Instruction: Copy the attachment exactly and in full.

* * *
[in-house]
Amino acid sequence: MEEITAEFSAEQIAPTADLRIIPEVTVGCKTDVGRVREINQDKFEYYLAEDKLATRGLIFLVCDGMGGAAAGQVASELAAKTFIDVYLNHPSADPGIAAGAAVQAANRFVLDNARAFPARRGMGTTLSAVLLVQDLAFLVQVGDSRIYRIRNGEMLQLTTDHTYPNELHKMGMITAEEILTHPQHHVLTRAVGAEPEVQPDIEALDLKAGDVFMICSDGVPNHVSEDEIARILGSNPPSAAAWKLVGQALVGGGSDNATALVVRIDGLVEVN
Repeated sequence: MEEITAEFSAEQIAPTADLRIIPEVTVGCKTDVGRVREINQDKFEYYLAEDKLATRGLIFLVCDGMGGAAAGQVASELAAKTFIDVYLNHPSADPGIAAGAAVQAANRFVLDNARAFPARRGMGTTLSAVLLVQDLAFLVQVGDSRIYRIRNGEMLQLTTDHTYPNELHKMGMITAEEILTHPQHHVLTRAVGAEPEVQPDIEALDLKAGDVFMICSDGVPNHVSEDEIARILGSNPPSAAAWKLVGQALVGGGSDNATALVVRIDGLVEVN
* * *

[in-house]
Amino acid sequence: MEEITAEFSAEQIAPTADLRIIPEVTVGCKTDVGRVREINQDKFEYYLAEDKLATRGLIFLVCDGMGGAAAGQVASELAAKTFIDVYLNHPSADPGIAAGAAVQAANRFVLDNARAFPARRGMGTTLSAVLLVQDLAFLVQVGDSRIYRIRNGEMLQLTTDHTYPNELHKMGMITAEEILTHPQHHVLTRAVGAEPEVQPDIEALDLKAGDVFMICSDGVPNHVSEDEIARILGSNPPSAAAWKLVGQALVGGGSDNATALVVRIDGLVEVN
Repeated sequence: MEEITAEFSAEQIAPTADLRIIPEVTVGCKTDVGRVREINQDKFEYYLAEDKLATRGLIFLVCDGMGGAAAGQVASELAAKTFIDVYLNHPSADPGIAAGAAVQAANRFVLDNARAFPARRGMGTTLSAVLLVQDLAFLVQVGDSRIYRIRNGEMLQLTTDHTYPNELHKMGMITAEEILTHPQHHVLTRAVGAEPEVQPDIEALDLKAGDVFMICSDGVPNHVSEDEIARILGSNPPSAAAWKLVGQALVGGGSDNATALVVRIDGLVEVN